After the rocking guitar intro song, we jump to mute Goro cleaning up some trash while two researchers, wise Ono and short-tempered Matsuzaki, prepare to do some work, only to notice their cabin has been vandalized! Matsuzaki runs out and accuses Goro, dragging him back in and yelling at him. Ono uses his brain and points to chimpanzee prints that are on the floor (full-sized prints, which don’t match macaques OR the giant Goro, but never mind…) and Goro is let go. Goro runs off, because Mastuzaki still yells at him after he is proven innocent. Ono then shows Matsuzaki that something got into the walnuts filled with Helipron G. A military man also arrives and informs the two researchers about the giant monkey flinging poo at tourists.
At the hanger of Hoshikawa Aviation, Jun and Ippei read a letter from Yuriko, who is at Iliyan Island. She sends a photo posing with some natives, and mentions giant Orangutans in her letter. Their fun is interrupted by News Editor Seki bursting in with a random News Reporter played by Nadao Kirino. They’ve heard of the large monkey and are prepared to get the scoop on photos, I guess none of the many tourists with cameras bothered to take pictures. Jun and Ippei fly them out in a helicopter. By the mountain, Goro the monkey scares a truck driver into running away from his truck (why do these people always leave their truck instead of driving away? Does this make any sense to anyone?) As the driver is busy trying out for the Olympic sprinting team, Goro is free to try to drink the milk jugs in the back of the truck. Try is the operative word because the suit actor Yukio Fukutome manages to just spill the milk all over his costume.
Goro the mute then comes up and whistles hello to his friend, a not very convincing giant monkey hand picks him up, and we cut to Goro the monkey holding a doll that is supposed to be Goro the mute. The helicopter with News Editor Seki and his photographer flies over the ridge, and they get lots of action shots of the monkey jumping excitedly at seeing the helicopter. Seki wants them to land nearby, despite Ippei being afraid of being squashed by the giant monkey. The copter lands, and the pack of main characters run into the two researchers, who explain about the Helipron G and how it is a growth hormone that caused monkeys to grow to amazing size. That is why they store it at Monkey Mountain. Seki ends up getting the newspaper scoop, and all his employees congratulate him.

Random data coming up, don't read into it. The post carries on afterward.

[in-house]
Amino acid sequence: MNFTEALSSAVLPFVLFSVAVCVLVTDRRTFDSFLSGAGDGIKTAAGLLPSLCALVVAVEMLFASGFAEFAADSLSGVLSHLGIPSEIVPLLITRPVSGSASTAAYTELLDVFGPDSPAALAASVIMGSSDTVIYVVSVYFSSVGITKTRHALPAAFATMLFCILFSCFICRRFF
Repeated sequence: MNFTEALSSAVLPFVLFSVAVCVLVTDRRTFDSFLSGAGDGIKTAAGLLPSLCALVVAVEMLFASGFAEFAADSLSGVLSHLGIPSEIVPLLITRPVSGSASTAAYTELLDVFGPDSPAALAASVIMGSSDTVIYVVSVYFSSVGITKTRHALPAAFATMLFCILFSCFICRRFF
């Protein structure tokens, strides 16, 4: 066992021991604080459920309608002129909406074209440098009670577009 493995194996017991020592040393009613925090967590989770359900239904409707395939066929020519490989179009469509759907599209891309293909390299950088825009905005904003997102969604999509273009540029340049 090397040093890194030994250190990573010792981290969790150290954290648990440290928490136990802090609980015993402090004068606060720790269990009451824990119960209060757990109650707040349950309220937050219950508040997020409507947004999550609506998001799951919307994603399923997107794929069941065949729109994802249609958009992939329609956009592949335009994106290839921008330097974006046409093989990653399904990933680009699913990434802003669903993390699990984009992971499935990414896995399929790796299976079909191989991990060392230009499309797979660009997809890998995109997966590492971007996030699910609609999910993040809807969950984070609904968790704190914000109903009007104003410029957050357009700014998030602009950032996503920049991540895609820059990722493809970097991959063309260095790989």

Yoriko has returned from overseas, and is with Jun and Ippei sharing stories. The three head to the mountain again and find Goro the mute being beaten by a mob because he has been stealing food (to feed to Goro the monkey.) The police haul him away to jail, despite the fact there is a really annoying villager who looks like a Japanese Super Mario Brother that should be arrested instead as a bigger monster. Back at the news room, another reporter has also returned from Iliyan Island, complete with pictures of the giant orangutans there that Editor Seki flips through (also, you can show topless photos of native women on Japanese TV!) These giant apes are just the same costume pre-Photoshop photoshopped into pictures from National Geographic.
Goro the Monkey decides to go looking for Goro the mute, in the city, and starts smashing his way through it. The city is abandoned (odd, for Japan of all places!) and two police officers shoot Goro in the butt. Yes. In the butt. Japan is f—ed up! The three Ultra Q Heroes meet up with the two researchers and compare notes, as Goro smashes up a police car that must have been filled with napalm, and smashes power lines because they are shocking. Smart police get Goro the mute from jail, and bring him out. Editor Seki has also arrived, and he brought another jar of milk, except it is drugged. Goro feeds it to Goro the monkey, who soon falls asleep. Goro the monkey is to be sent to Iliyan Island to live with the giant Orangutans. Thus the show ends, even though it has the same giant simian relocation device as every King Kong film, drugging the ape! At least this time they save the primate instead of killing him dead. That shows that even Japan loves King Kong. As the show ends with the drugged monkey, we have ended this episode block. If these reviews prove popular, we might revisit the show before the next March of Godzilla. Only 26 episodes to go!
Before we go, we must have our interview!
Some information from: KAIJU-FAN.
Rated 5/10 (Monkey Surprise!, Does a body good, Picture suprise!, ancient Littra, ancient Gomess)